The end! Or is it?
Anyway, as I mentioned yesterday, more blue in the lower front, some other touches, and then let it sit overnight.
This morning I took another look at it, and the only way I can describe what I did was to refine it. I increased contrast in some areas to create harder edges. Other things were designed to lead the eye toward the center of the painting, toward the whitish rock at the top of the water. I also looked for areas that just didn’t look right, somehow too symmetrical or distracting. In the end, little bits here and there made it better to my eye. But – that was during morning coffee when I was trying to wake up!
I have never worked on a painting – a watercolor – for this long a time period. Total time is probably 8-10 hours. Time was spent laying down frisket, colors, letting things dry. Then frisket was rubbed off. Water was sprayed at different times and salt sprinkled. Rubbing alcohol was also sprayed on. I think the last round of frisket took about 30 minutes to rub off, along with salt. The result, though, are transparent layers of color which I could not have accomplished otherwise.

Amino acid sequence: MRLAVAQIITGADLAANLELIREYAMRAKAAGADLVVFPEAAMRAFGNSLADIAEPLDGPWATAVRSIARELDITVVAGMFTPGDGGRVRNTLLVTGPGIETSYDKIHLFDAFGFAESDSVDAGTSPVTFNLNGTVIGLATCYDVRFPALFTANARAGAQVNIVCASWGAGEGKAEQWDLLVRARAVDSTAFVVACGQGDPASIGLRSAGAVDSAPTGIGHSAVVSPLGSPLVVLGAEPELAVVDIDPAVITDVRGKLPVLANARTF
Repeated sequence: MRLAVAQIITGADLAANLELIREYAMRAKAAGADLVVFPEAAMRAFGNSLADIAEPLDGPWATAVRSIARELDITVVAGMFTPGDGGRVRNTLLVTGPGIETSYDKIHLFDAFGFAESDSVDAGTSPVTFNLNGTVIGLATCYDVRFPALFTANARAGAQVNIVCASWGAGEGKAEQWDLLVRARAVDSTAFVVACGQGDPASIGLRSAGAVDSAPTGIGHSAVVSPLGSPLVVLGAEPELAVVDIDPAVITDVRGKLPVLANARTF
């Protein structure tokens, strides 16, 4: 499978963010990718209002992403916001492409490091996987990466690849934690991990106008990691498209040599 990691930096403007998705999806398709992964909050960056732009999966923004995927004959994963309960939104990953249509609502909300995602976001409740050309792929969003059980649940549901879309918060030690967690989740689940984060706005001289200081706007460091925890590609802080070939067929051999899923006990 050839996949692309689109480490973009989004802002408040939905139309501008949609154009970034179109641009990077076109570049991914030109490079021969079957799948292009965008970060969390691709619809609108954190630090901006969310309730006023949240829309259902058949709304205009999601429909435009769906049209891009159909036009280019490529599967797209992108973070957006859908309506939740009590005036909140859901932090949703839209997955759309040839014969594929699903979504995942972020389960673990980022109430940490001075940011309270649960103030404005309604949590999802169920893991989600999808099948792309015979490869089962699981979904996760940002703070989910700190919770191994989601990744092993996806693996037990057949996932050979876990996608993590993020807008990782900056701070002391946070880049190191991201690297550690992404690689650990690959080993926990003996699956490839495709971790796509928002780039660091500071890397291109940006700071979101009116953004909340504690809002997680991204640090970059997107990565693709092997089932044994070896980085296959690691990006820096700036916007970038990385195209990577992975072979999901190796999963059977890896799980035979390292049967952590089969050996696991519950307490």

While the perspective seems a bit off – or maybe we are looking down into the water from above? – I like this painting. It’s a new adventure for me in watercolor, and while bright, I don’t think it is overly so. I deliberately did not use any orange!! New ideas are coming to mind for painting in a transparent medium. Mood and impression work here for me – not realism, but suggestion. So, spring thaw, melting ice, new leaves.
In this final version, I cropped it and changed the perspective a bit in Lightroom. Post-processing artwork is much like post-processing a photo, an din the printing industry it is done all the time. You can see the uncropped version in the gallery below.
Arches 16×20 140# CP, acrylic, gouache, watercolor.